A Jewish response to a gruesome political mailing.
-- Dr. Daniel E. Loeb
"Obama supports abortion" said the handwritten note accompanying gruesome pictures of the results of aborted fetuses which an anonymous correspondant from Milford, Pennsylvania sent me in the mail. He further urged me to "Stop Obama [and] stop the killing".
Pro-choice activists do not support abortion per say. They seek to keep abortion safe, legal and rare. They support the right of a woman to choose whether or not to bear a child, and by giving people sexual education and access to contraception, they hope that abortions would be only rarely used as a procedure of last resort.
In the landmark Roe v. Wade ruling, principles were set down by which courts have affirm the primacy of the rights of the mother in the early stages of pregnancy and the rights of the child in the latter stages of the pregnancy to the extent that the child does not endanger the life of the mother.
Of course, the arguments made against abortion come primarily from a particular fundamentalist Christian worldview. From that point of view it might matter little what the United States Constitution has to say about this issue. The pro-life agenda clearly believes they answer to a higher authority.
As Jews, what should we think about this? What Hallachic questions are raised in terms of reproductive rights? As pro-Life forces announce clearly that they know what side Jesus would take on this issue, what side do we believe Moshe Rabeinu would take on this issue.
The only clear reference in the Bible to the abortion of a pregnancy is in
"And if men strive together, and hurt a woman with child, so that her fruit depart, and yet no harm follow, he shall be surely fined, according as the woman's husband shall lay upon him; and he shall pay as the judges determine."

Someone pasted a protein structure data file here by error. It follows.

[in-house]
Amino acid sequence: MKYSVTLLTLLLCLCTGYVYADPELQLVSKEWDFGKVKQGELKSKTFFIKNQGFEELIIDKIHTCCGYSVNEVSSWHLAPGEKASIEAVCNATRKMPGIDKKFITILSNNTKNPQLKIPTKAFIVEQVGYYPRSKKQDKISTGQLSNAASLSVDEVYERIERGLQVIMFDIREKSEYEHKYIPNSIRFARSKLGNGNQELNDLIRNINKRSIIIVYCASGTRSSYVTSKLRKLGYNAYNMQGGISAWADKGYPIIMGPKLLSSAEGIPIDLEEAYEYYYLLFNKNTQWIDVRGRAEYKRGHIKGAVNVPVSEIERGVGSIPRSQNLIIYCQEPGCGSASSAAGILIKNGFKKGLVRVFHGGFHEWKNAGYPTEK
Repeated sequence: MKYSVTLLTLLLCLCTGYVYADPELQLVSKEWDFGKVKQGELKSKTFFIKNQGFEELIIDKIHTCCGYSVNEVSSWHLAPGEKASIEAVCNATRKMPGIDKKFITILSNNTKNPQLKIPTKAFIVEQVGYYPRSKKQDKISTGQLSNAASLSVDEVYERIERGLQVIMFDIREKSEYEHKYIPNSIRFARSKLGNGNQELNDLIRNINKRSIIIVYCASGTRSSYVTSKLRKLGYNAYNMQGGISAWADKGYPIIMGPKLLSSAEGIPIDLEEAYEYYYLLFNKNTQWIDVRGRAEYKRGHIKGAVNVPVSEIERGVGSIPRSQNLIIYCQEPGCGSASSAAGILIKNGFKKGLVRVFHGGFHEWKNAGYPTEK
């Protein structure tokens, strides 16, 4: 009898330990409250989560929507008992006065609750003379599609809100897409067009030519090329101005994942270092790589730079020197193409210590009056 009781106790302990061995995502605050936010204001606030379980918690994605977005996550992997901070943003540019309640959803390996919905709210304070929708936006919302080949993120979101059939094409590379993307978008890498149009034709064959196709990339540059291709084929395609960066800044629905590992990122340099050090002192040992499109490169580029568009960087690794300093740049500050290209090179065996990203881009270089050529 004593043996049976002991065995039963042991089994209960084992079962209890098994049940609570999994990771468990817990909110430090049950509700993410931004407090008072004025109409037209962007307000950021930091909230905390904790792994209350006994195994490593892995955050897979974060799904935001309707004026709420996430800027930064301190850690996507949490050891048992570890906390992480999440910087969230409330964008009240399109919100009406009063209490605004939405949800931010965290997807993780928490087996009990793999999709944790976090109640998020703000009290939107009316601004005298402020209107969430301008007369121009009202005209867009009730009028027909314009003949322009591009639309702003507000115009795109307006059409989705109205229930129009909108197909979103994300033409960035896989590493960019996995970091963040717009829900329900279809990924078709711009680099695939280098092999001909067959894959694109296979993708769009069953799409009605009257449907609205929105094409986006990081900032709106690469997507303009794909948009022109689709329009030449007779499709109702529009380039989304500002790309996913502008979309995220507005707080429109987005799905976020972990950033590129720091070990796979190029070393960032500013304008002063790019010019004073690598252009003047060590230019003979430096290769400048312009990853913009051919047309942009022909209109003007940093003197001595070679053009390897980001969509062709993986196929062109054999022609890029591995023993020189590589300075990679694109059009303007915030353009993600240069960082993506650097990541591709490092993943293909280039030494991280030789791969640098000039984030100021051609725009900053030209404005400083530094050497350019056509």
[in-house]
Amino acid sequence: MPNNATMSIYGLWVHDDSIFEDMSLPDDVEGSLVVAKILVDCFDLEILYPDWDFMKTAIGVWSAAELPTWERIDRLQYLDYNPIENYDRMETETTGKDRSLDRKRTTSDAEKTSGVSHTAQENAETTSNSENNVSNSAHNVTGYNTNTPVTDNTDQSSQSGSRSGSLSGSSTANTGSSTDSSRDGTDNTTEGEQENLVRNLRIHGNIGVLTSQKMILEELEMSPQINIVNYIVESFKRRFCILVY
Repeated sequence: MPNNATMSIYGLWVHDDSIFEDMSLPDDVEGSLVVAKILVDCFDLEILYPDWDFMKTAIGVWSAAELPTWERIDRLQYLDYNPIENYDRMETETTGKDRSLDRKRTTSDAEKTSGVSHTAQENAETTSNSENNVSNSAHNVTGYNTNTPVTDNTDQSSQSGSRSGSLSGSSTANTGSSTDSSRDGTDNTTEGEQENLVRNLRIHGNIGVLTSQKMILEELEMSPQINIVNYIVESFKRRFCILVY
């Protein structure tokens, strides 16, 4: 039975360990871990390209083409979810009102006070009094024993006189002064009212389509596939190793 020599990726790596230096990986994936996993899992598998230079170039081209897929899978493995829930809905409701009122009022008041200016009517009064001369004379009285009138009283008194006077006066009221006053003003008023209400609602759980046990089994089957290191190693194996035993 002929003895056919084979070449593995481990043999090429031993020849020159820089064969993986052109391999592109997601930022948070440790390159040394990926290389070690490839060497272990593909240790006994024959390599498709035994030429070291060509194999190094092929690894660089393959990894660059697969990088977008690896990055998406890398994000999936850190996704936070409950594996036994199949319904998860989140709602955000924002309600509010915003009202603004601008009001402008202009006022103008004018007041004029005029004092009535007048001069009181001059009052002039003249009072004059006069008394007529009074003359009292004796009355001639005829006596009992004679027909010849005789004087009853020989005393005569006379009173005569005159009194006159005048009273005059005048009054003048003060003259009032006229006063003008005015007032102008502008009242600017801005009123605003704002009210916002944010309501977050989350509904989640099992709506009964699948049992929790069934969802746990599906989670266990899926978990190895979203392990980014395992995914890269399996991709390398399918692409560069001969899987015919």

In other words, the penalty for causing a woman to miscarry against her will is a purely monetary penalty. Presumably, the beis din would calculate the difference of value of a pregnant maidservant above that of an ordinary maidservant and impose that difference as a penalty. This is not by any means the biblical penalty for manslaughter which would be capital punishment if intentional or banishment to one of the cities of refuge if unintentional. This proves that by biblical standards the death of a fetus is not akin the a human death; it is more analogous to the loss of livestock or other property.
The scripture then continues:
"But if any harm follow, then thou shalt give life for life, eye for eye, tooth for tooth, hand for hand, foot for foot, burning for burning, wound for wound, stripe for stripe."
This reinforces the point that fetal life is not comparable to human life. If the woman herself was harmed, and not just the fetus, then the man would be brought to account for that harm, and could be given the death penalty if the woman perished.
Another argument against abortion is that it prevents men and women from fulfilling the positive commandment to "be
fruitful and multiply." Traditional Jews observe the commandment to have two children: at least one boy and one girl. According to certain opinions, if one's wife fails to bear children after ten years of marriage, one is obligated to divorce her and marry another women.
However, it should be noted that this commandment is not one of the seven Noachide laws incumbant upon all of mankind. Thus, the Jewish people have no more interest in seeing the government legislate against abortion than in seeing the government legislate against ham or against shattnes.
The life of the mother is paramount under Jewish law, and we know from the sad history of our country that women denied the right to an abortion will risk their lives to give themselves control of their own bodies. The fate of the woman is a much more serious problem in the eyes of the Jewish law than the fate of their fetus.
In conclusion, it seems that even a strict interpretation of Jewish law does not require legislation restricting reproductive rights.
On the other hand, a law against sending people unsolicited graphic photos of dismembered embryoes might not be such a bad idea.
Per Judaism Abortion is Freedom of Religion
-- Rabbi Goldie Milgram, Living Judaism Editor